For anyone who heard their self-released debut Of Oak and Iron in 2010, Stonehaven is probably a name you noted with . Raw, primal black metal from Kansas, these guys managed to capture
Now they’re back with Concerning Old-Strife and Man-Banes, a sophomore album that’s every bit as intriguing as its name. The title, I learnt, is a tongue-in-cheek homage to the chapter titles of Icelandic Sagas, and contains two kennings (figures of speech); “old-strife” (historical woes) and “man-banes” (swords, of course). The album aims to capture in musical form the atrocities and horrors of old-world Europe. With the band’s devotion to the path of Norse Heathenism, the album’s themes and lyrics display an authority and atmosphere that is often lacking in outside interpretations of this period.
But Dark Medieval Times this is not. There are no quiet musing on the nature of the soul here. Stonehaven bombard the listener with the intensity and brutality of battle. While many of the songs could be described as “mid-paced”, they use speed and harmony to great effect, pulling you through each song just when your attention starts to lag. “Suffering the Swine Array” – the opener and one of my favorite tracks from the album – demonstrates their skill with composition.
Their songwriting revolves around a simple structure – a slow opening, gradually layering atmosphere and building tension until the full might of the song unleashes, like an army descending unrelentlessly upon an innocent village, raping and pillaging their way to riches and oblivion. With fantastic tracks like “Of the White Fall and Frozen Walls”, and “Cutting the Necks of the Upstarts”, the formula doesn’t feel tired, although I do find myself wishing the slower passages would hurry up. I want to get to the riffs – those primal, bone-crunching riffs.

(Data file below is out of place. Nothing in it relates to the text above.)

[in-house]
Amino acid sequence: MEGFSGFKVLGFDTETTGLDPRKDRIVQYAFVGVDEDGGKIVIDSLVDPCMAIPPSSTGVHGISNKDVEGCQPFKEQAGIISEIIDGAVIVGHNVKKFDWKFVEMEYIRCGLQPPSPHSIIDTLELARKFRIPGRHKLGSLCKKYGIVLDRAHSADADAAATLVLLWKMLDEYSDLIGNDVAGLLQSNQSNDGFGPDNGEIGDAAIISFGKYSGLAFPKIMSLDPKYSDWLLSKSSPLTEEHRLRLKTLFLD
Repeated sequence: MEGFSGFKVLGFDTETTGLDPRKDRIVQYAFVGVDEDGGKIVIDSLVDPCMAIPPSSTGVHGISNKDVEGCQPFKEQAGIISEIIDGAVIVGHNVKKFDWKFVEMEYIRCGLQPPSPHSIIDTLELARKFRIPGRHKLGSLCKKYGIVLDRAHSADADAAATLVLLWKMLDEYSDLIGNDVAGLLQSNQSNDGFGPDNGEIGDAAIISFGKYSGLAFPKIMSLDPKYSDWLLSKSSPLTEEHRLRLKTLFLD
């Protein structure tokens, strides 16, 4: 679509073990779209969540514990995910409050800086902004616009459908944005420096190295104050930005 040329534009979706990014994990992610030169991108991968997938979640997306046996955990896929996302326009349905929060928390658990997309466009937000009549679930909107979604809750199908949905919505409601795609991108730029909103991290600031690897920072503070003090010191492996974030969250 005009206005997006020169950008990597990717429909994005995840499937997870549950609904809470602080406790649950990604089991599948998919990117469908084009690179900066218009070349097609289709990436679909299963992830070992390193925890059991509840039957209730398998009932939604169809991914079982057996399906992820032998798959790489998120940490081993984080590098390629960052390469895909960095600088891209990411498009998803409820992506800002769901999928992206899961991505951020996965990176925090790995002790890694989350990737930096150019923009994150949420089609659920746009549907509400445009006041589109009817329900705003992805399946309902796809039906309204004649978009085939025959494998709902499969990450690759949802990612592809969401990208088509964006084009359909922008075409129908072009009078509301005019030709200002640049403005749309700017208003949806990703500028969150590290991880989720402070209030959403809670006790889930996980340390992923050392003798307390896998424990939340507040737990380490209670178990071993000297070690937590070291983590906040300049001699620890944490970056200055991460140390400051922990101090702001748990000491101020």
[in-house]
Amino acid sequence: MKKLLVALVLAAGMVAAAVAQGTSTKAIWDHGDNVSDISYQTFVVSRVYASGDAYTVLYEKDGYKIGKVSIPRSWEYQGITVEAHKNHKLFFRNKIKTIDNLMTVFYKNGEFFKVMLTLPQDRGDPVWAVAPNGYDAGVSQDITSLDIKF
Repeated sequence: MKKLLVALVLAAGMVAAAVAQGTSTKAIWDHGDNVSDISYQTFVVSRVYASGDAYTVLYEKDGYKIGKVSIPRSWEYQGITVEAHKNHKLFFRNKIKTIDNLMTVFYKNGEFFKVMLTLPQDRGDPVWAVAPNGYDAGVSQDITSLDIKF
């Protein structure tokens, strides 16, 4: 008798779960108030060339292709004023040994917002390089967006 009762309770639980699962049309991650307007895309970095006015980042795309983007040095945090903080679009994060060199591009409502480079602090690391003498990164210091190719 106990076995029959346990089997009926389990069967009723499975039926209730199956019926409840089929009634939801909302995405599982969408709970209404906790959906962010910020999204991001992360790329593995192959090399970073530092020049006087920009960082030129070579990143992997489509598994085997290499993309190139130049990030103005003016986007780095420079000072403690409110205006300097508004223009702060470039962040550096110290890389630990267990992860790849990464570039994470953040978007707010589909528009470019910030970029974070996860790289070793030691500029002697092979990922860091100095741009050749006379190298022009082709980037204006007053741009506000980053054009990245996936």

For black metal, the drumming in Concerning Old-Strife and Man-Banes is quite subdued, and lower in the mix than you’d expect, though the bass drums still have that satisfying “wet cement” sound you expect from decent black metal.Stonehaven are all about the riffs – intense, layered and intricately melodic, they portray a terrifying world of religious fervor, bloodshed and mayhem. The raw, primal tones of these repetitive riffs and the smoky, rasping vocals bring out the best of this talented US band.
A Word About the cover art (since it’s quite rad) – was crafted by the band’s own Caleb May and depicts late 10th century King Olaf Trygvason of Norway and his men at the Godey Isles, torturing Raud the Strong. According to text, Raud was a priest of the local Scandinavian pagan religion, and had refused to convert to Christianity at the point of King Olaf’s sword. Seizing him from his bed at night, they dragged him outside, where Raud refused conversion once more. The king decided he should die the worst of ways publicly to set an example. Thus, Raud was held down and after many attempts — including the use of a drinking horn and hot poker — he was forced to swallow a snake.